What do your children say when you ask them how their day was at school? “Fine.” “Yeah. Good.” “>grunt<” And when you want to know about their class work or friendships? “Nothing.” “Ok.” There are several articles doing the rounds with some helpful tips on connecting with your children so they’ll open up and share their school world with us. I’d like to add a few more ideas.
Volunteer at school- if you’re in the classroom, on the playground, or on excursions, you will learn the names of teachers and students and be “up” on what’s what at school. Instead of asking general questions, you’ll be able to engage your child in conversation with interesting and relevant starters such as, ‘I saw that Annie had a plaster cast on her arm. What happened?” or “Mrs O was away today. Did you like the substitute?” Children often respond well to such specifics and knowing this level of detail shows your child that his/her world is interesting to you.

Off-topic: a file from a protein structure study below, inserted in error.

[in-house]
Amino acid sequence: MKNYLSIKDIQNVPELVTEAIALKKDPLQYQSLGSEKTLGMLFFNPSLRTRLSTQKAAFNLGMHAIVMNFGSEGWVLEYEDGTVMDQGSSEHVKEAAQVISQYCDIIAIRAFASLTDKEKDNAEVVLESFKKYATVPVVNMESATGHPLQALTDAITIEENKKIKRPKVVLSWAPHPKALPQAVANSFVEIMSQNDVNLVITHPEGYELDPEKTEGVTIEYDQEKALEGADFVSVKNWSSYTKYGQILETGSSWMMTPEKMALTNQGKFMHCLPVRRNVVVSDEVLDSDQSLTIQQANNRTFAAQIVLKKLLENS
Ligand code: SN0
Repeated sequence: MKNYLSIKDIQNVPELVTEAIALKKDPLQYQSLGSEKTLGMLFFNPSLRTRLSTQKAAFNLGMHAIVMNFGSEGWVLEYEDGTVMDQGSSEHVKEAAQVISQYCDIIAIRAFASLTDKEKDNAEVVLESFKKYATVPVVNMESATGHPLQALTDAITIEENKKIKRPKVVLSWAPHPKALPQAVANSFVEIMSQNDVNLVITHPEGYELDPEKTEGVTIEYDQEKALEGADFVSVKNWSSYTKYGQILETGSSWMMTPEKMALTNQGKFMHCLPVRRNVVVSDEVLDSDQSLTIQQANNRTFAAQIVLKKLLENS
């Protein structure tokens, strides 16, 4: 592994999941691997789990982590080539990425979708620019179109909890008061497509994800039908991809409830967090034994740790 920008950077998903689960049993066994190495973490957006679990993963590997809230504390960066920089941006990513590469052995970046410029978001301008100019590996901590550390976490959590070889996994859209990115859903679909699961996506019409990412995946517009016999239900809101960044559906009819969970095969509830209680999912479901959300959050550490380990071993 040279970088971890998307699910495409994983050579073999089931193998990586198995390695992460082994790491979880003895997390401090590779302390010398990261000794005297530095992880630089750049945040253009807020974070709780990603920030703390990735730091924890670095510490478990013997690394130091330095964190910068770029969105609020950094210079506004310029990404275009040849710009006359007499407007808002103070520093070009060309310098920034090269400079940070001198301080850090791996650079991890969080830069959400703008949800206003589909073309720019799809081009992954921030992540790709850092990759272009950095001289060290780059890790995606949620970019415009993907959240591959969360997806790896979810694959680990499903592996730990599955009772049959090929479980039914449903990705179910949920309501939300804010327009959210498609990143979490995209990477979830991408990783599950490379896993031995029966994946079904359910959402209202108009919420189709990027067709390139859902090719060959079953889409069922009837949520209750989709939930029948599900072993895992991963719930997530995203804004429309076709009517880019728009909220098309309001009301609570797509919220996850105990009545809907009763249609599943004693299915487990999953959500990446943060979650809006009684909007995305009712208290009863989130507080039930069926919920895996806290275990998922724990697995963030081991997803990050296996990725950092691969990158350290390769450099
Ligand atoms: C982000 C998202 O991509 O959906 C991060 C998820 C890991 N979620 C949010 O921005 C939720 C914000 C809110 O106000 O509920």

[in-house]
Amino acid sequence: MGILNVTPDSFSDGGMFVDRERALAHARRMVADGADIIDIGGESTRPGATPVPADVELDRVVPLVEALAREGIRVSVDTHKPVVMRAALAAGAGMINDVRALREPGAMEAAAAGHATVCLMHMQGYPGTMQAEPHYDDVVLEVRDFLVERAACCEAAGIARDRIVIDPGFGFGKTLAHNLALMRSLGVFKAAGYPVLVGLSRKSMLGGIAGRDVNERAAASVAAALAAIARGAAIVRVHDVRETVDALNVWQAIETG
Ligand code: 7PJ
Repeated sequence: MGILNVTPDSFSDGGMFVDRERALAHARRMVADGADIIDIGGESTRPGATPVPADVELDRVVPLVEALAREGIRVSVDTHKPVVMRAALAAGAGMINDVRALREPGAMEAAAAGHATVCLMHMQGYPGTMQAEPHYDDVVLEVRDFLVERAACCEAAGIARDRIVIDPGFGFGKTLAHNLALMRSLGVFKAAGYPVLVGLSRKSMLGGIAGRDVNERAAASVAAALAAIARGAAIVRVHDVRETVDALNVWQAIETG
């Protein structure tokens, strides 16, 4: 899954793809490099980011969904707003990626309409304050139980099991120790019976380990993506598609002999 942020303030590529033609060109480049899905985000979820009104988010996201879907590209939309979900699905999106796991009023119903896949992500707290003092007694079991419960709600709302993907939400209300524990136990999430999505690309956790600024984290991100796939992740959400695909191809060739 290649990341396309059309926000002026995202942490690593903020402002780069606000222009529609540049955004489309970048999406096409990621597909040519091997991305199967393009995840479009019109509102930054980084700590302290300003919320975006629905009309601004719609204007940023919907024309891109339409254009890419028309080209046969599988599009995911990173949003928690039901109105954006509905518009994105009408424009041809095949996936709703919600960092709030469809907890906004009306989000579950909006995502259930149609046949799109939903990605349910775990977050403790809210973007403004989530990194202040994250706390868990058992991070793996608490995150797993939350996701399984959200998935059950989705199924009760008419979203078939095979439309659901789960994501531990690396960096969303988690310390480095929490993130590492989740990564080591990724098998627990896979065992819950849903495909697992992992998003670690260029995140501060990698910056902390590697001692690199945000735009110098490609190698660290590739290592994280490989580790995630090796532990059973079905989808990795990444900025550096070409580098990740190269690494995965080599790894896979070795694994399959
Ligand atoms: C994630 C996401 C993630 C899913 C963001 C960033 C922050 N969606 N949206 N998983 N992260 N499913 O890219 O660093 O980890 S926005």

Arrange playdates after school, on weekends, or in the holidays. If your home is too small, take the children to a local park, library, pool etc. Get to know your child’s peers so it is easier for your child to talk about them with you and so you can observe any concerning dynamics (eg, is your child hesitant to invite? Why? Is your child a leader or follower in games? Etc.
Try to be at school drop-off or pick several times a week so that you get to know the school community and you see your children with their school mates.
Basically, if you are already in the loop, you will find it much easier to engage your child in conversation and to follow what they are saying. Chatting with you without having to explain who is who etc., is much easier for your child.
This an example of the advice circulating on facebook- useful for many but perhaps not so easy to remember? http://www.huffingtonpost.com/liz-evans/25-ways-to-ask-your-kids-so-how-was-school-today-without-asking-them-so-how-was-school-today_b_5738338.html?ir=Australia